Australia is officially denying suggestions that they any special considerations is being given to people smugglers from Indonesia held in Australian prisons in connection with the 5-year sentence remission granted by Indonesian President Susilo Bambang Yudhoyono to Australian narcotics smuggler Schapelle Corby.
The Bali Post reports from Canberra that Australian Foreign Minister, Bob Carr, acknowledges that Indonesia officials are linking the treatment of 34-year-old Schapelle Corby with young Indonesians held in Australian prisons. He, however, denies any link between the two issues.
As reported by Balidiscovery.com, Corby was granted a sentence remission of 5 years from her 20-year sentence handed down in 2005 for smuggling marijuana into Bali from Australia. Her lawyer calculates that the latest remission, when added to earlier routine sentence reductions for time served, mean his client should go free in another three months,
Law and Human Rights Ministry's Corrections Spokesman, Akbar Hadi Prabowo explained that Presidential Decision Number 22/G of 2012 dated May 15, 2012, granted Schapelle Corby a 5-year sentence cut. When Corby’s time served and other sentence cuts are taken into consideration she should go free on September 3, 2012. However, this all depends on whether or not other conditions of her sentence are met, such as a court –imposed fine of Rp. 100 million (US$10,700)
A Link to People Smuggling?
The announcement of Corby’s presidential remission comes just one week after Australia released three young Indonesian boys from prison. The three were members of a ship’s crew used to smuggle illegal immigrants into Australia. The release from Australian prisons was reportedly predicated on the fact that three were legally minors at the time of their arrest.
The Australian government is also said to have the sentenced of 21 more Indonesian prisoners under review, following continued protests by the Indonesian government. The Australian Commission for Human Rights has admitted that those under detention may have been children at the time of their arrest.
Meanwhile an Indonesian official insists the reduction of Corby’s sentence formed part of an agreement with Australia to be less harsh in the treatment of young Indonesians arested as crews of boats used for people smuggling.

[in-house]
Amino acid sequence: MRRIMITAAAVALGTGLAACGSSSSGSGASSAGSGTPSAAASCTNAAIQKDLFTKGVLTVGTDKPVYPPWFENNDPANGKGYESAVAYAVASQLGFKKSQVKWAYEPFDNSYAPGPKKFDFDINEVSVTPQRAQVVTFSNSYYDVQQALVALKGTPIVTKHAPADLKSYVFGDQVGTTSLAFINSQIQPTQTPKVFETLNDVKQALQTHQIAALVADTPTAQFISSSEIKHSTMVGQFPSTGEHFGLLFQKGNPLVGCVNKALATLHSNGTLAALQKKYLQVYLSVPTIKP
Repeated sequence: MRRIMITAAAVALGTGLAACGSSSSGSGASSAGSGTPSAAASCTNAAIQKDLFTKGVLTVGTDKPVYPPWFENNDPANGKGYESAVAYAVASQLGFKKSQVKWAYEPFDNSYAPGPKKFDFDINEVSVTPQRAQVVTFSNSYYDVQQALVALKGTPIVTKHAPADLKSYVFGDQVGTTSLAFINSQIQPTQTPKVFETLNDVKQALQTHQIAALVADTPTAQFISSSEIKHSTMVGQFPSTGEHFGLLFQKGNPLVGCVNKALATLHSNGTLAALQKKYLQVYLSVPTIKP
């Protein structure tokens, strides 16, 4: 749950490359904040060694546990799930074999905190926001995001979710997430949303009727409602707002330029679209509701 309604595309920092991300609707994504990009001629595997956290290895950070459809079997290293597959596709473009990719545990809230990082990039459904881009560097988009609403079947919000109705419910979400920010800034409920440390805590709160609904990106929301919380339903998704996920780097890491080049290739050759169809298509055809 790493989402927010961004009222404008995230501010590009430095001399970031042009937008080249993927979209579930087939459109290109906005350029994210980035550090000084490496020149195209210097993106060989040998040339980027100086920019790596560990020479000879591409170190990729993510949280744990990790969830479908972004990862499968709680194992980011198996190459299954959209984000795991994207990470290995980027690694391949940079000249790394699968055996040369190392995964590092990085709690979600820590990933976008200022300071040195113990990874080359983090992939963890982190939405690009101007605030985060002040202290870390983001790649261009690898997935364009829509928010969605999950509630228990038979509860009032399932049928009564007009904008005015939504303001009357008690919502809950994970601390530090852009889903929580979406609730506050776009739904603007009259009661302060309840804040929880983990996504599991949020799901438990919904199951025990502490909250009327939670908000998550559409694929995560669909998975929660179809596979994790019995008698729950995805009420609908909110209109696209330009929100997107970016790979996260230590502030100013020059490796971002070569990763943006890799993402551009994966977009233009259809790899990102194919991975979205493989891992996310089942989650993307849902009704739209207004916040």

Carr retorted that while that may well be the Indonesian view, he denied any such linkage. He said the decision by Australia was made solely on the basis that it was inappropriate for his county to house children in an adult prison.
The Schapelle Corby case has garnered worldwide attention, with the Queensland hairdresser adamant in her denial of any involvement in the smuggling of 4.2 kilograms of marijuana into Indonesia, claiming Australian baggage handlers planted the drugs in her luggage.
Rosleigh Rose, Corby’s Mother, told reported on May 23, 2012 that she plans to fly to Bali in July to bring her daughter home to Australia.
Presidential Remission Widely Criticized
Many have criticized President Yudhoyono’s granting of a 5-year remission in sentence to Schapelle Corby as inconsistent with the government’s commitment to fight narcotics use.
A former cabinet minister and legal expert, Yusril Ihza Mahendra, said the remission for the Australian was in opposition to an official moratorium in place since 2006 on the granting of remissions to those convicted of corruption, narcotics offenses, terrorism and trans-national crime.
He sees the presidential move as most unfortunate, representing the first time in the history of Indonesian jurisprudence that the President of the Republic has given a remission to a foreigner convicted of a narcotics crime. In fact, prior to the most recent decision, the President has never granted leniency in a narcotics case to either an Indonesian or a foreign national.
“A great fuss was made over the moratorium on granting remissions to narcotics offenders. But, now, the President has given a pardon,” complained Yusril.
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